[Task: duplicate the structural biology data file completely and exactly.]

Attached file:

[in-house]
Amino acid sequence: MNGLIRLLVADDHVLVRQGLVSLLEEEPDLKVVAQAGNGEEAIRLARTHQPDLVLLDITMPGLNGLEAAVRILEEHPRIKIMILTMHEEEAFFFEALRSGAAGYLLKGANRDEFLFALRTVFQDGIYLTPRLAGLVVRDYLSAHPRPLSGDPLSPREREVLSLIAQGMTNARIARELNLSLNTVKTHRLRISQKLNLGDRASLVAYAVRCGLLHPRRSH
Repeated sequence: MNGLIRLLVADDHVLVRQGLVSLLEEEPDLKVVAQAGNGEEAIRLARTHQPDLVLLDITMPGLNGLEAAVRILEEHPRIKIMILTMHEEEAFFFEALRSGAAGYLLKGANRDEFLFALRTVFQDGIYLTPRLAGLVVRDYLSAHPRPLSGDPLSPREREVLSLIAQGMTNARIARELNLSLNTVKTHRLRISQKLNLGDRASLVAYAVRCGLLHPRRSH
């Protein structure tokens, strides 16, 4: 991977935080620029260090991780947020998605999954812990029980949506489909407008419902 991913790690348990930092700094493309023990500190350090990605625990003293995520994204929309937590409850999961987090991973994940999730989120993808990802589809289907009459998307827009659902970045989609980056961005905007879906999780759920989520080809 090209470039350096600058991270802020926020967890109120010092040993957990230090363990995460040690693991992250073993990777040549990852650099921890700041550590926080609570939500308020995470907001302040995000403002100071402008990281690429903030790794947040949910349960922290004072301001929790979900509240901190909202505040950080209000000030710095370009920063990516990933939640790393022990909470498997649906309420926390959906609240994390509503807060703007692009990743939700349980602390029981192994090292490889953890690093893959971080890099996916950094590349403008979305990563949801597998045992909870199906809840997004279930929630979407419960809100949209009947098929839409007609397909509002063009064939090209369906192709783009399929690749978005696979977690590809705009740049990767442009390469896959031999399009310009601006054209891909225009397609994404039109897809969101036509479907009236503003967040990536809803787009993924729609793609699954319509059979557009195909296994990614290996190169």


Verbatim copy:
[in-house]
Amino acid sequence: MNGLIRLLVADDHVLVRQGLVSLLEEEPDLKVVAQAGNGEEAIRLARTHQPDLVLLDITMPGLNGLEAAVRILEEHPRIKIMILTMHEEEAFFFEALRSGAAGYLLKGANRDEFLFALRTVFQDGIYLTPRLAGLVVRDYLSAHPRPLSGDPLSPREREVLSLIAQGMTNARIARELNLSLNTVKTHRLRISQKLNLGDRASLVAYAVRCGLLHPRRSH
Repeated sequence: MNGLIRLLVADDHVLVRQGLVSLLEEEPDLKVVAQAGNGEEAIRLARTHQPDLVLLDITMPGLNGLEAAVRILEEHPRIKIMILTMHEEEAFFFEALRSGAAGYLLKGANRDEFLFALRTVFQDGIYLTPRLAGLVVRDYLSAHPRPLSGDPLSPREREVLSLIAQGMTNARIARELNLSLNTVKTHRLRISQKLNLGDRASLVAYAVRCGLLHPRRSH
């Protein structure tokens, strides 16, 4: 991977935080620029260090991780947020998605999954812990029980949506489909407008419902 991913790690348990930092700094493309023990500190350090990605625990003293995520994204929309937590409850999961987090991973994940999730989120993808990802589809289907009459998307827009659902970045989609980056961005905007879906999780759920989520080809 090209470039350096600058991270802020926020967890109120010092040993957990230090363990995460040690693991992250073993990777040549990852650099921890700041550590926080609570939500308020995470907001302040995000403002100071402008990281690429903030790794947040949910349960922290004072301001929790979900509240901190909202505040950080209000000030710095370009920063990516990933939640790393022990909470498997649906309420926390959906609240994390509503807060703007692009990743939700349980602390029981192994090292490889953890690093893959971080890099996916950094590349403008979305990563949801597998045992909870199906809840997004279930929630979407419960809100949209009947098929839409007609397909509002063009064939090209369906192709783009399929690749978005696979977690590809705009740049990767442009390469896959031999399009310009601006054209891909225009397609994404039109897809969101036509479907009236503003967040990536809803787009993924729609793609699954319509059979557009195909296994990614290996190169």